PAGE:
PFOS Contaminated Water Leak: Unforgivable Carelessness

Contaminated water leaked from a U.S. military oil storage facility in the Konbu area of Uruma City. The water contained the organofluorine compounds PFOS and PFOA, which are known to be hazardous.

As many as 2,400 liters may have leaked.

According to the U.S. military, the seal around the cover of a water tank had deteriorated. This allowed rain water to leak in, causing the contaminated water to overflow. The tank was used to store water mixed with firefighting agents such as PFOS, and its contents were not in current use. It appears that the leaked water flowed out of the base via the nearby drainage channel.

I’m dumbfounded by such carelessness.

Not 10 days have passed since a U.S. helicopter made an emergency landing in a field on Tsukenjima Island, which is also part of Uruma City, and now there’s been a leak of contaminated water. These incidents brought about by the military bases have the local residents feeling on edge.

Furthermore, too much time passed before the Americans reported the incident to Okinawa Prefecture and Uruma City authorities. The leak was discovered around 4:46 pm on June 10, but Japanese officials were not contacted until the following evening.

As a result, it wasn’t until two days after the incident that Japanese officials gained access to the base for an investigation, which they are entitled to by an environmental agreement. The national, prefectural and city representatives responsible for the investigation were also limited to confirming the scene of the leak and hearing an explanation from the U.S. military.

Beginning the night of June 11 and continuing into June 12, prefectural and city officials took samples from the nearby waterways for examination, but by that time, more than a full day had passed since the incident occurred. This makes it extremely difficult to conduct an accurate investigation.

Late reports from the U.S. military have been a problem time and time again. The Japanese government should strongly protest and propose reforms to the U.S. military.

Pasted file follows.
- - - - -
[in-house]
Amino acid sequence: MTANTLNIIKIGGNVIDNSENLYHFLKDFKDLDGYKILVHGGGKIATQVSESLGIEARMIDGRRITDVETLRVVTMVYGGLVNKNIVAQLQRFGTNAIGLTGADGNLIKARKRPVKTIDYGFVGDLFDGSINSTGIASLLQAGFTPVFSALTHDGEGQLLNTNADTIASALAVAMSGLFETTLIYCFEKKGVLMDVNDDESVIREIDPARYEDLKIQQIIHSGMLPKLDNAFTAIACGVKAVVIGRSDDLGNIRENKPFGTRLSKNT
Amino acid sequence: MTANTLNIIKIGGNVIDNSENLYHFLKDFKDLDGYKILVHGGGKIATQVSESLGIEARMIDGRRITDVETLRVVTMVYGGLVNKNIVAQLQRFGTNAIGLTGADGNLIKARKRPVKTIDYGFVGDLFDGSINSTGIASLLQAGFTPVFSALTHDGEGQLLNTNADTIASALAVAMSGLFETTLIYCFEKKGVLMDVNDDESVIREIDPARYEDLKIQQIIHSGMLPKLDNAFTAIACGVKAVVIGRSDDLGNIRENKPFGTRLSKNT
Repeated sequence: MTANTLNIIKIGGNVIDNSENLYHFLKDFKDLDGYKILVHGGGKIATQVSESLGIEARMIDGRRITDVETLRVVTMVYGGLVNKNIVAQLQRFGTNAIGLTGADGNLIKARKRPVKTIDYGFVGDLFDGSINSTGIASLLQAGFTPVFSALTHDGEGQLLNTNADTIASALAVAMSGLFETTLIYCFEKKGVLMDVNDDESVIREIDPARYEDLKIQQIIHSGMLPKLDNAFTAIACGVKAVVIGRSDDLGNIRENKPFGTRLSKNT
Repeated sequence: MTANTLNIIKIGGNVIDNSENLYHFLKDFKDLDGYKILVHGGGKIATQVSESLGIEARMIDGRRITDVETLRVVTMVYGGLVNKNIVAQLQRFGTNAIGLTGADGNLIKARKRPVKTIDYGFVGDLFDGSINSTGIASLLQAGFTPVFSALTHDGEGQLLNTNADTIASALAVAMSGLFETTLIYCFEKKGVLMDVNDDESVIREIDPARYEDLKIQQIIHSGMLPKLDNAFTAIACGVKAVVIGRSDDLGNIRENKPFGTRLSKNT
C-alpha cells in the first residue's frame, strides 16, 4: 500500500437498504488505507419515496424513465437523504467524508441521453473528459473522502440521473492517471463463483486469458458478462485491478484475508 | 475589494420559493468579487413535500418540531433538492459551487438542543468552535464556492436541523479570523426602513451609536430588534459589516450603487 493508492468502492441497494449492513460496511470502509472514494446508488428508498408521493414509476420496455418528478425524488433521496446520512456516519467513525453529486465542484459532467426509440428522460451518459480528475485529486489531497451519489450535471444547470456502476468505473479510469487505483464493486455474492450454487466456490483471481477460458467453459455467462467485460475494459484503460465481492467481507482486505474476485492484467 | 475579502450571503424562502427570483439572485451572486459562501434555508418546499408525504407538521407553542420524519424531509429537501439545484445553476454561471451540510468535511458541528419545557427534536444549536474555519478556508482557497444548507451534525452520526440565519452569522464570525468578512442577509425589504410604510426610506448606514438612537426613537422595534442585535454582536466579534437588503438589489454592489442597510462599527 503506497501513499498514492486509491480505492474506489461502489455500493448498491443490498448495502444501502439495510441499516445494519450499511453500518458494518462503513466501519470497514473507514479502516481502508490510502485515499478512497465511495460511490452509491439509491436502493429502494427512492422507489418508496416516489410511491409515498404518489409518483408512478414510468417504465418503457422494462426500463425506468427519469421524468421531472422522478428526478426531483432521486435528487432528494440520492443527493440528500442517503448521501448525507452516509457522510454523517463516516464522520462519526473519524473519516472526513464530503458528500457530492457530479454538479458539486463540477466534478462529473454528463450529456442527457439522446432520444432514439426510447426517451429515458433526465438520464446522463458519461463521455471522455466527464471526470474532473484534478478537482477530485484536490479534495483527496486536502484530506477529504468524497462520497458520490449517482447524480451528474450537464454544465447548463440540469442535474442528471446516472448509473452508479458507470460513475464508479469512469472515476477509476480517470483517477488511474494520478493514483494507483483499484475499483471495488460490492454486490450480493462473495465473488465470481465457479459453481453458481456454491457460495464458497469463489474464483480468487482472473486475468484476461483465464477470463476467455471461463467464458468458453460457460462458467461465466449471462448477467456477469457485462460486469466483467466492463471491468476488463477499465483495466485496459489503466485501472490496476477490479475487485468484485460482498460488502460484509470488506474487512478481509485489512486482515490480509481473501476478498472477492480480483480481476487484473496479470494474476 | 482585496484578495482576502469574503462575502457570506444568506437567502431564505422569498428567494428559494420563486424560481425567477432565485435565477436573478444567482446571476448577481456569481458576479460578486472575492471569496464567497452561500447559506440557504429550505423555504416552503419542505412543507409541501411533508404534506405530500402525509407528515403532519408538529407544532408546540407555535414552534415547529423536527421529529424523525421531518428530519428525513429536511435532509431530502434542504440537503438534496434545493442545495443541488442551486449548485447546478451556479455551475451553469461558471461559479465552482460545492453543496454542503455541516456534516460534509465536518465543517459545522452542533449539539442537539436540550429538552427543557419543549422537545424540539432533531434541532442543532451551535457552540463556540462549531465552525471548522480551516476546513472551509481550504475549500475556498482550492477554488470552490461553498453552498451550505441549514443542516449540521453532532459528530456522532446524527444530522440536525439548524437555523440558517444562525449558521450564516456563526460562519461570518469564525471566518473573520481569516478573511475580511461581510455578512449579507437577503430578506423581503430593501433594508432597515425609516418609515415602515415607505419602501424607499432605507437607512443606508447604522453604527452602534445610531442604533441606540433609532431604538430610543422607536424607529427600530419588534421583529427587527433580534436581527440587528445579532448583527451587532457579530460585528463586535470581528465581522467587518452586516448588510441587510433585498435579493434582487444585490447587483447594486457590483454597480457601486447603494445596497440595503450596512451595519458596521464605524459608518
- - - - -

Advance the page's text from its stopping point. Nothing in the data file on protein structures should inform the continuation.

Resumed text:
This is also not the first time that leaks of contaminants like PFOS have been confirmed at U.S. bases in Okinawa.

Last year in April, a large quantity of firefighting foam containing PFOS leaked from storage at the Futenma air base. The white foam was scattered into residential areas and was also found stuck to the windows and playground equipment of a kindergarten.

Okinawan residents don’t know which bases contain hazardous materials or how much is being stored. There have even been instances when pollution occurs around a base and the U.S. military won’t acknowledge that the base was the source of the pollution. However, last September, the prefecture conducted a study of the water quality in 54 sites around U.S. military bases, and 36 exceeded the provisional guidelines for contaminants like PFOS and PFOA set by the Ministry of the Environment.

In this most recent incident, the container that leaked was next to the fence, and people live in the area just across the road. The drainage from the tank merges with community waterways, which then connect with the Tengan River. The unease of the local residents will only continue to increase.

Although some time has passed, Japanese officials should still take samples from the facility and conduct an objective investigation.


In a 2016 U.S. military internal email obtained by the Okinawa Times using the U.S. Freedom of Information Act, an Air Force environmental engineer even referred to the pollution issue as “that PFOS nonsense.”*

If this attitude of taking environmental pollution so lightly is prevalent throughout the U.S. military, similar incidents could happen again.

There are no fences in environmental issues. If an accident occurs at a base, its effects will extend to nearby residents. The government should require the U.S. military to comply with domestic laws regarding the management of firefighting agents and leak prevention.

*Editor’s Note: This quotation, accurately translated, could not be verified.

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